As Abbie Kearns, who runs another open source project, the Cloud Foundry Foundation, put it in her keynote, part of the beauty of open source is all those eyeballs on it to solve the scads of problems that are inevitably going to pop up as projects expand beyond their initial scope.

“Open source gives us the opportunity to do things we could never do on our own. Diversity of thought and participation is what makes open source so powerful and so innovative,” she said.

It’s worth noting that several speakers pointed out that diversity of thought also required actual diversity of membership to truly expand ideas to other ways of thinking and other life experiences. That too remains a challenge, as it does in technology and society at large.

In spite of this, Kubernetes has grown and developed rapidly, while benefiting from a community which so enthusiastically supports it. The challenge ahead is to take that early enthusiasm and translate it into more actual business use cases. That is the inflection point where the project finds itself, and the question is will it be able to take that next step toward broader adoption or reach a peak and fall back.


Source: TechCrunch

Donald Glover's Lando Calrissian sings of space love on SNL – CNET

Dressed up as his Solo: A Star Wars Story character, Glover mocks the lack of diversity in space movies and sings about intergalactic love.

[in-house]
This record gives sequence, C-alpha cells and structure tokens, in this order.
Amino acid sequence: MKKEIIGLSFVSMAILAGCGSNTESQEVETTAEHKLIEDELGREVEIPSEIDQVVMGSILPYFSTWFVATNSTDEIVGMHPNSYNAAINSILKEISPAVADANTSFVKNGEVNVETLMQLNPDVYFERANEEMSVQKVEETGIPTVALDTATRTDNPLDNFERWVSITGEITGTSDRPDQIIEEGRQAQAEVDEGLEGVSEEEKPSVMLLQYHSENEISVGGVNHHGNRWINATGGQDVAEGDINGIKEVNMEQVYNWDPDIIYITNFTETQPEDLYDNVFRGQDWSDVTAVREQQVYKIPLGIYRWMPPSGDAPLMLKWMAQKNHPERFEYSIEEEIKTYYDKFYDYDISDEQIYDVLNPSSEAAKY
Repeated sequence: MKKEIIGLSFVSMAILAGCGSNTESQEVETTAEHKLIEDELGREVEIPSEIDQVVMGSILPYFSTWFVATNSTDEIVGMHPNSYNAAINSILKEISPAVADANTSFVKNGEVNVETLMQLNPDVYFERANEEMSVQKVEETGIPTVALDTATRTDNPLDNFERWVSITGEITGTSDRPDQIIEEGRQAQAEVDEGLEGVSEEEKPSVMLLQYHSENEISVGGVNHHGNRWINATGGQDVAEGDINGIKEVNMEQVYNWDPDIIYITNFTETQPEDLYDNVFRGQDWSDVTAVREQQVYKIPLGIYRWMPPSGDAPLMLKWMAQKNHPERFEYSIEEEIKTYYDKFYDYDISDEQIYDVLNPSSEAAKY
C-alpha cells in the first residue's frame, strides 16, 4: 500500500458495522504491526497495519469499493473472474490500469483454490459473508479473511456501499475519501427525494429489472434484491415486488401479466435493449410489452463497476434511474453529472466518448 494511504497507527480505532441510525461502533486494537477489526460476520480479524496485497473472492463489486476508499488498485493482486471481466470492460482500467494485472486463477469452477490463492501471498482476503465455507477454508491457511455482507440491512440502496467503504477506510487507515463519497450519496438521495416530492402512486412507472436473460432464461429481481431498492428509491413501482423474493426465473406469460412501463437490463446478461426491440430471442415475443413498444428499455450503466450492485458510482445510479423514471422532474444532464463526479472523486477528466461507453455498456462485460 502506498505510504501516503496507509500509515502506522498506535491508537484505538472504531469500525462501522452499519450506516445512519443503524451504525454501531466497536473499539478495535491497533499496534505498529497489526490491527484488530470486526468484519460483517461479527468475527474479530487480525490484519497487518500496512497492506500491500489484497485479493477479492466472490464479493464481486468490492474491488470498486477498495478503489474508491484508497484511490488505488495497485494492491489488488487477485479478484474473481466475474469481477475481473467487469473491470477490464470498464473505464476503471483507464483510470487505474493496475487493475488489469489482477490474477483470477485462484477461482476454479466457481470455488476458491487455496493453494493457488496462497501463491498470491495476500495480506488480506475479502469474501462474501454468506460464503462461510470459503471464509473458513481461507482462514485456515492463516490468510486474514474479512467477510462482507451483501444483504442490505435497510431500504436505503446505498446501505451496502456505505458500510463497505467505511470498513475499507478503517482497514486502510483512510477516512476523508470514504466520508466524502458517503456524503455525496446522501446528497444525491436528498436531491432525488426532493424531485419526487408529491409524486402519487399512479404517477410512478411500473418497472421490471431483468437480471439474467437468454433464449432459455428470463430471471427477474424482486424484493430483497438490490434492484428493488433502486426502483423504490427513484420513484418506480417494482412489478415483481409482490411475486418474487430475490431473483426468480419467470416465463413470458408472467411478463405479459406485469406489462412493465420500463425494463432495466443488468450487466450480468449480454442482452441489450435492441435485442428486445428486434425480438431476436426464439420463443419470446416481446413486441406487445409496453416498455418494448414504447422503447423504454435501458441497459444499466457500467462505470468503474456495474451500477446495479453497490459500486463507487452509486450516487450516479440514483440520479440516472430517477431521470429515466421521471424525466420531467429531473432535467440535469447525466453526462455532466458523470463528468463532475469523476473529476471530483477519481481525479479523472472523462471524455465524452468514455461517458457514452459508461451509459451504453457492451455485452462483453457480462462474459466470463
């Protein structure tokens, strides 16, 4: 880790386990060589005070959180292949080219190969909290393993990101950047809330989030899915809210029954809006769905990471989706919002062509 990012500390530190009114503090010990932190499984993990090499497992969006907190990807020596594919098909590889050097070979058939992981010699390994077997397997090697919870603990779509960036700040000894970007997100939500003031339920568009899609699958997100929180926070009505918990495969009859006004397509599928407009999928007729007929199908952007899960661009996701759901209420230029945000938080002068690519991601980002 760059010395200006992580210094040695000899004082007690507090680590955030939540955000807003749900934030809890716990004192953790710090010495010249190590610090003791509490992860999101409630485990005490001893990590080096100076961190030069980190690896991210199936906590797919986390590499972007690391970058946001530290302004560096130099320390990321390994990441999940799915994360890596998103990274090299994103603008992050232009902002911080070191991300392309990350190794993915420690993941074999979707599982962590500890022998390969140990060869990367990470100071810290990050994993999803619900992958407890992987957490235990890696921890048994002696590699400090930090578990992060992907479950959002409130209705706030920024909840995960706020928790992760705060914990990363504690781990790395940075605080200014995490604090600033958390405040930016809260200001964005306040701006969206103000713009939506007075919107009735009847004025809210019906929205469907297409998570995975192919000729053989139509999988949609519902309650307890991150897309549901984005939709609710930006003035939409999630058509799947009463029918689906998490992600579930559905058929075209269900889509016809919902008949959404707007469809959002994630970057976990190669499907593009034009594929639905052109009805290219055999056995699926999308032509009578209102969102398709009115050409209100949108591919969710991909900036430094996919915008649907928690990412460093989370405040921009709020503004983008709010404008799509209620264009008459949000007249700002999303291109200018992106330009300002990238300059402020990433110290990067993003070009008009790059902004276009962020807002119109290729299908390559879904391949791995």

Source: CNET

5 things to consider before installing smart light switches – CNET

Smart lighting is a great place to start in building your smart home. But you should know these four things before installing smart switches.
Source: CNET

Original Content podcast: No hiding from Netflix’s show about killer rain

We were skeptical about The Rain, a new Danish series from Netflix. Not that the trailer was bad, exactly. It’s just hard to take a show with the tagline “Stay Dry. Stay Alive.” very seriously.

But here at the Original Content podcast, we don’t just judge shows by their trailers. No, we actually watched the first few episodes of The Rain, and we discovered a surprisingly compelling — even, at times, scary — thriller.

As the title implies, the danger in The Rain comes from rainfall, which has mysteriously been infected with a deadly virus. Our heroes, siblings Simone (played by Alba August) and Rasmus (Lucas Lynggaard Tønnesen) take shelter in a secret bunker, only to emerge years later into a dramatically more frightening world.

In this episode, we also recap Hulu’s plans for offline streaming, the impending departure of HBO shows from Amazon Prime and a TV adaptation of the vampire comedy What We Do In The Shadows. Also, speculation about the upcoming Star Wars prequel Solo inevitably leads to a long conversation about Wookie life expectancy.

You can listen in the player below, subscribe using Apple Podcasts or find us in your podcast player of choice. If you like the show, please let us know by leaving a review on Apple. You also can send us feedback directly.


Source: TechCrunch